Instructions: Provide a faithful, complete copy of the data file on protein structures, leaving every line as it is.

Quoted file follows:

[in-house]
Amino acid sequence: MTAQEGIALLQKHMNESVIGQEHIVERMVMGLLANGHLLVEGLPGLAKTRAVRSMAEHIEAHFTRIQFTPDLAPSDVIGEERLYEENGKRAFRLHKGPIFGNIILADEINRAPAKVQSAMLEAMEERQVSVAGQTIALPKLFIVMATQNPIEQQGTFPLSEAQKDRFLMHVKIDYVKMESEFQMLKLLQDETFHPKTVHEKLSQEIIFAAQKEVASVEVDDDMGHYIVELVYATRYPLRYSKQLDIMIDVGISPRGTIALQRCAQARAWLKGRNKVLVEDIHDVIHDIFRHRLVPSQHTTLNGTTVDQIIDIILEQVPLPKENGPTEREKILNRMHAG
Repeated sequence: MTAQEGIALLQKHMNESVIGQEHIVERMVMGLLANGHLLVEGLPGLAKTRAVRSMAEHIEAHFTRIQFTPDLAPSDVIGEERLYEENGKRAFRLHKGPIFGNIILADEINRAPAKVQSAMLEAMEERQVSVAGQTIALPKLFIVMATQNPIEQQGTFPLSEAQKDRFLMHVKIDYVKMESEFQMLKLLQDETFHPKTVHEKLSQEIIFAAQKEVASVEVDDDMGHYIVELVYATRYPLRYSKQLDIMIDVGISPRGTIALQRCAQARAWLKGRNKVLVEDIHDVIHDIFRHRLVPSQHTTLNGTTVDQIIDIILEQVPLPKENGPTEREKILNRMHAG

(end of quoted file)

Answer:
[in-house]
Amino acid sequence: MTAQEGIALLQKHMNESVIGQEHIVERMVMGLLANGHLLVEGLPGLAKTRAVRSMAEHIEAHFTRIQFTPDLAPSDVIGEERLYEENGKRAFRLHKGPIFGNIILADEINRAPAKVQSAMLEAMEERQVSVAGQTIALPKLFIVMATQNPIEQQGTFPLSEAQKDRFLMHVKIDYVKMESEFQMLKLLQDETFHPKTVHEKLSQEIIFAAQKEVASVEVDDDMGHYIVELVYATRYPLRYSKQLDIMIDVGISPRGTIALQRCAQARAWLKGRNKVLVEDIHDVIHDIFRHRLVPSQHTTLNGTTVDQIIDIILEQVPLPKENGPTEREKILNRMHAG
Repeated sequence: MTAQEGIALLQKHMNESVIGQEHIVERMVMGLLANGHLLVEGLPGLAKTRAVRSMAEHIEAHFTRIQFTPDLAPSDVIGEERLYEENGKRAFRLHKGPIFGNIILADEINRAPAKVQSAMLEAMEERQVSVAGQTIALPKLFIVMATQNPIEQQGTFPLSEAQKDRFLMHVKIDYVKMESEFQMLKLLQDETFHPKTVHEKLSQEIIFAAQKEVASVEVDDDMGHYIVELVYATRYPLRYSKQLDIMIDVGISPRGTIALQRCAQARAWLKGRNKVLVEDIHDVIHDIFRHRLVPSQHTTLNGTTVDQIIDIILEQVPLPKENGPTEREKILNRMHAG